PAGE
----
Archives for posts with tag: Ben Affleck

Grade B-

Knowing that more metahumans and assorted superpowered creatures will be coming to Earth with a bad attitude, Batman (played by Ben Affleck), recruits other metahumans (Gal Gadot as Wonderwoman, Jason Momoa as Aquaman, Ezra Miller as the Flash, and Ray Fisher as Cyborg) to form a league to combat all the incoming super bad dudes out there.  Affleck’s problem is that some of the metahumans in his wish list don’t want to join, and they all still have to learn how to fight as a unit.

And then comes Steppenwolf, a super bad guy who has been alive way before the invention of toilet paper, always in a pissy mood and wants to control everything he sees.  He is in search of three special boxes that will give him more power to accomplish his goals.  But the “Justice League” is there to do their best to put a wrench in Steppenwolf’s hostile takeover machine.

My most memorable, movie moment of “Justice League” is the scene when Momoa didn’t know he was sitting on Gadot’s truth lasso, and he just started spewing funny and insulting comments about his League members.   The best joke was on Affleck.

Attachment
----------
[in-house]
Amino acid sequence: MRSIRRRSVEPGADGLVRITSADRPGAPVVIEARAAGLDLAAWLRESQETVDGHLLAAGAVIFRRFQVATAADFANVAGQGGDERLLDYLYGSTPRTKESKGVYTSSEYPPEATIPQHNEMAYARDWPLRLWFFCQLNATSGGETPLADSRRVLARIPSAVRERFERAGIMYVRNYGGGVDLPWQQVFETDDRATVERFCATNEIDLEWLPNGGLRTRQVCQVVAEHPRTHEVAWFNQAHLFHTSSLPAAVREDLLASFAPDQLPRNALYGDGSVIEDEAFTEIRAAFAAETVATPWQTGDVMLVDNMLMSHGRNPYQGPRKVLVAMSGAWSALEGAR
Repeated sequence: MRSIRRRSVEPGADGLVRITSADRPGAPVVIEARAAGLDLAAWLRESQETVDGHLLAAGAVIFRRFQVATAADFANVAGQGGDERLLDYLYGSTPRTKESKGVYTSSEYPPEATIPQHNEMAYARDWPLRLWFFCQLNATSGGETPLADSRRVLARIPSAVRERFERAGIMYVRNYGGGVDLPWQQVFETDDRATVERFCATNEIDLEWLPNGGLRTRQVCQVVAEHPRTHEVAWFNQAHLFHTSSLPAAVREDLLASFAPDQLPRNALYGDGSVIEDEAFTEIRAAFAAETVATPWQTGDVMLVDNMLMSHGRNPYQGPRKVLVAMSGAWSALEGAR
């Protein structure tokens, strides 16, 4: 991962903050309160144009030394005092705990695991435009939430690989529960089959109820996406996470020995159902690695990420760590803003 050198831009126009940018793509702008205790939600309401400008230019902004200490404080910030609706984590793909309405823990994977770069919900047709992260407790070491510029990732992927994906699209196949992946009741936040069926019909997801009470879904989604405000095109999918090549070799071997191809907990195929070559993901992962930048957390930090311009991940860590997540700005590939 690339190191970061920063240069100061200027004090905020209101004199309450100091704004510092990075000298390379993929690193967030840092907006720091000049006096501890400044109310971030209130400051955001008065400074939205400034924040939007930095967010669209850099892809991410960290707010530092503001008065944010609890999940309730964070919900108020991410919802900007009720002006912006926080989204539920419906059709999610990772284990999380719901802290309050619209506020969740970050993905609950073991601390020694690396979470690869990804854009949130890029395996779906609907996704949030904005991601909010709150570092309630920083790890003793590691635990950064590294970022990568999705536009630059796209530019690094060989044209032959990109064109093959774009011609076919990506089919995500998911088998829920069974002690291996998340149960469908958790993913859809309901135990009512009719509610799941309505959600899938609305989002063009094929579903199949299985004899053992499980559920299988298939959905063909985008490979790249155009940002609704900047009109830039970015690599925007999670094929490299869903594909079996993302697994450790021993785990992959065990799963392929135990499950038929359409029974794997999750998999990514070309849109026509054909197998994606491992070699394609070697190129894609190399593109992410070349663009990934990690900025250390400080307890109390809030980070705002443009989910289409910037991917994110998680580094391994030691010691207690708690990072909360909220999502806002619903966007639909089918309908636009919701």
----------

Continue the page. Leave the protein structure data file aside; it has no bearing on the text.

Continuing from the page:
Grade B-…not bad for a movie, right?  Well, for a $300 million movie (plus the costs of advertising and distribution) it’s a failure.  For one thing, there were too many cooks in the kitchen.  With two directors working on this movie at different times, you just know certain things aren’t going to mix well.   Then there was the mandate that the movie should be about two hours long.  Hmmm…a movie that has to tell the origins of Steppenwolf, plus Aquaman, plus Cyborg, plus The Flash, plus show how Affleck gets all his people together, plus that whole thing with raising Superman from the dead and how he was going to deal with it and how the world and the League will deal with him…all that in two hours?   Studio executives…please stop taking cocaine/Vicodin/alcohol when you make decisions about a movie.  Two hours were definitely not enough to tell this story well, and it shows.